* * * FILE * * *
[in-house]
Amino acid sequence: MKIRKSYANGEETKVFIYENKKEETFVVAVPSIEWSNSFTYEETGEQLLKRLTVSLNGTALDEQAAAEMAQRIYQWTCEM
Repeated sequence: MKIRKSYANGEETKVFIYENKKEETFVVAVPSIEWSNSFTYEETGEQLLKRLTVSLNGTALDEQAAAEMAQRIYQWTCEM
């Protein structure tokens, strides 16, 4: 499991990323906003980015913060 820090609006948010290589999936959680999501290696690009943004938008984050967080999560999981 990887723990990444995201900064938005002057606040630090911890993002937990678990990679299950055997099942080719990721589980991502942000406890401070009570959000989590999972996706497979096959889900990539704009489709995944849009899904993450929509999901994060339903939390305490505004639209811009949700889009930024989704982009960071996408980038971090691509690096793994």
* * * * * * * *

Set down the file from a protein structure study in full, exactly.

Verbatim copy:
[in-house]
Amino acid sequence: MKIRKSYANGEETKVFIYENKKEETFVVAVPSIEWSNSFTYEETGEQLLKRLTVSLNGTALDEQAAAEMAQRIYQWTCEM
Repeated sequence: MKIRKSYANGEETKVFIYENKKEETFVVAVPSIEWSNSFTYEETGEQLLKRLTVSLNGTALDEQAAAEMAQRIYQWTCEM
């Protein structure tokens, strides 16, 4: 499991990323906003980015913060 820090609006948010290589999936959680999501290696690009943004938008984050967080999560999981 990887723990990444995201900064938005002057606040630090911890993002937990678990990679299950055997099942080719990721589980991502942000406890401070009570959000989590999972996706497979096959889900990539704009489709995944849009899904993450929509999901994060339903939390305490505004639209811009949700889009930024989704982009960071996408980038971090691509690096793994």